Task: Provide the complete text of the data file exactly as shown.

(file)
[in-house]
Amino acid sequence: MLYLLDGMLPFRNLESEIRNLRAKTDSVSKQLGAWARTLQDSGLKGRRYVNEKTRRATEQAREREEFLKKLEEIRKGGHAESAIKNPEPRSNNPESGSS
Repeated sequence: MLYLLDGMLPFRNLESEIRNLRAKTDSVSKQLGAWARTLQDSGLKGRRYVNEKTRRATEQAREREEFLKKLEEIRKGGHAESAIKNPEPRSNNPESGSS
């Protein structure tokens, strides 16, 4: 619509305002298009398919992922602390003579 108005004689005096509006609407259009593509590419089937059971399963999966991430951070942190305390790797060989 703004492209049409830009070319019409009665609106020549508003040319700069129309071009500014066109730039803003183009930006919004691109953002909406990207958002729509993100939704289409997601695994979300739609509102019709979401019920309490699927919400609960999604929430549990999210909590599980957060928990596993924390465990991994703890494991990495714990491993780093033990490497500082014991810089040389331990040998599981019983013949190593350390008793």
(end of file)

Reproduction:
[in-house]
Amino acid sequence: MLYLLDGMLPFRNLESEIRNLRAKTDSVSKQLGAWARTLQDSGLKGRRYVNEKTRRATEQAREREEFLKKLEEIRKGGHAESAIKNPEPRSNNPESGSS
Repeated sequence: MLYLLDGMLPFRNLESEIRNLRAKTDSVSKQLGAWARTLQDSGLKGRRYVNEKTRRATEQAREREEFLKKLEEIRKGGHAESAIKNPEPRSNNPESGSS
């Protein structure tokens, strides 16, 4: 619509305002298009398919992922602390003579 108005004689005096509006609407259009593509590419089937059971399963999966991430951070942190305390790797060989 703004492209049409830009070319019409009665609106020549508003040319700069129309071009500014066109730039803003183009930006919004691109953002909406990207958002729509993100939704289409997601695994979300739609509102019709979401019920309490699927919400609960999604929430549990999210909590599980957060928990596993924390465990991994703890494991990495714990491993780093033990490497500082014991810089040389331990040998599981019983013949190593350390008793």